Rhodes Grave

As Cecil Rhodes visited various sites in the Matapos Hills, he came across this Ndebele sacred place known as Malindidzimu, or 'place of benevolent spirits'. He called it 'View of the World' and decided that this was to be his burial place. Rhodes Grave offers fabulous views over the Matapos.

About Rhodes Grave

Cecil John Rhodes is buried at the top of Malindidzimu, known to the local tribes as "the hill of spirits" and to Rhodes as "World's View". There is the most incredible view out over the extensive hills from the top of the hill. Other early white settlers such as Sir Leander Starr Jameson are also buried there and there is a memorial to the Shangani patrol, who were killed in a battle between white settlers and the Ndebele people. Visitors will be guided to the top of what is a steep climb by a park ranger who will explain the different viewpoints that can be seen from the top.

The History of Cecil Rhodes

The hill on which Cecil Rhodes is buried is called Malindidzimu, the legendary place of benevolent spirits, and here he used to rest and dream of his beloved Rhodesia (now Zimbabwe) and its development, and of further expansion to the north of Africa. He came across the site by chance when riding through the hills with lord Grey (the administrator who succeeded Dr Jameson), and it appealed to him greatly, as it has done to countless thousands of visitors since then.

As he remarked at the time- "The peacefulness of it all: the chaotic grandeur of it: it creates a feeling of awe and brings home to one how very small we all are." He then decided that he would be buried there and that the remains of the Allan Wilson Party should be brought to the Matopos and placed inside the Allan Wilson Memorial, which he had in mind to perpetuate the memory of that band of brave men. So much was he impressed by the vastness of the view and its grandeur that, before it became a familiar resort to him, he was greatly distressed when he lost track of it; and implored Mr. J. G. McDonald (after wards Sir James) his agent, and close friend, and others of his entourage, to re-discover it all at costs.

This was done after several days' search, to Cecil Rhodes' great relief, and he was constantly to be found here admiring the view and meditating on the vast amount of work yet to be done. But he never described it as "The World's View": "A view of the World" he called it. The funeral of Cecil John Rhodes at Matopos, Zimbabwe.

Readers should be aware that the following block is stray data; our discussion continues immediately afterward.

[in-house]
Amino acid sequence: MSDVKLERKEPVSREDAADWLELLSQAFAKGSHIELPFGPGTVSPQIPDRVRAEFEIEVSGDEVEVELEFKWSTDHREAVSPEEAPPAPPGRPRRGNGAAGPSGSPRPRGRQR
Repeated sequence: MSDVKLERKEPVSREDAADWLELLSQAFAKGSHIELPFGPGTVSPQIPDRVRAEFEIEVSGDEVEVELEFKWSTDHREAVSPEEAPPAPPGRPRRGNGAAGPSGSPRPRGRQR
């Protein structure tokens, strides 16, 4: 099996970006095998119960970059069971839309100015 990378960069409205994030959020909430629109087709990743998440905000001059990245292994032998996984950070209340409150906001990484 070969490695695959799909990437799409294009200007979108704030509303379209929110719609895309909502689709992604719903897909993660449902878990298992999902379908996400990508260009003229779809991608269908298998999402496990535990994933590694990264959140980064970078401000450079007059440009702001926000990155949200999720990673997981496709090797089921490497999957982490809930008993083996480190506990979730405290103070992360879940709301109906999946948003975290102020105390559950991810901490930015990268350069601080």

The funeral of Cecil John Rhodes took place on the 10th of April, 1902.There were no motor cars then, but every imaginable conveyance of those times was brought into use for the occasion - Zeederberg's coaches which used to convey mails and passengers throughout Rhodesia (now Zimbabwe) and to and
from the South, buckboards, Cape carts, all drawn by spans of mules, utility carts, ox-wagons and bicycles, while there was a big contingent on horseback.

Until three weeks previously the road was merely a rough cattle track, and despite the work put into it was difficult to negotiate at times, particularly on entering the hills where gangs of work men were placed at various points to make very necessary repairs after the passage of heavy vehicles.

At the main out span the mules drawing the gun carriage were replaced by twelve black oxen, which had been specially trained during the preceding fortnight to mount the steep approaches with a heavy load; and to the relief of those in charge the oxen at these points took the strain, as was said at
the time. "As quietly as if they were ploughing a furrow"; and gun carriage arrived safely at the summit.

Troopers of the British South African Police had been stationed at the difficult sections of the route holding guide ropes attached to the gun carriage in case the oxen failed to negotiate the slippery slopes.  
Two of the most impressive incidents in the proceedings apart from the religious Service and the oration by the Bishop of Mashonaland, were the Royal Salute, or "Bayethe", given in a mighty roar by thousands of Africans from Lobengula's Ndebele tribe  as the gun carriage approached, and the way in which the indunas came forward and individually declaimed over the grave expressing their sorrow at the passing of a great Chief.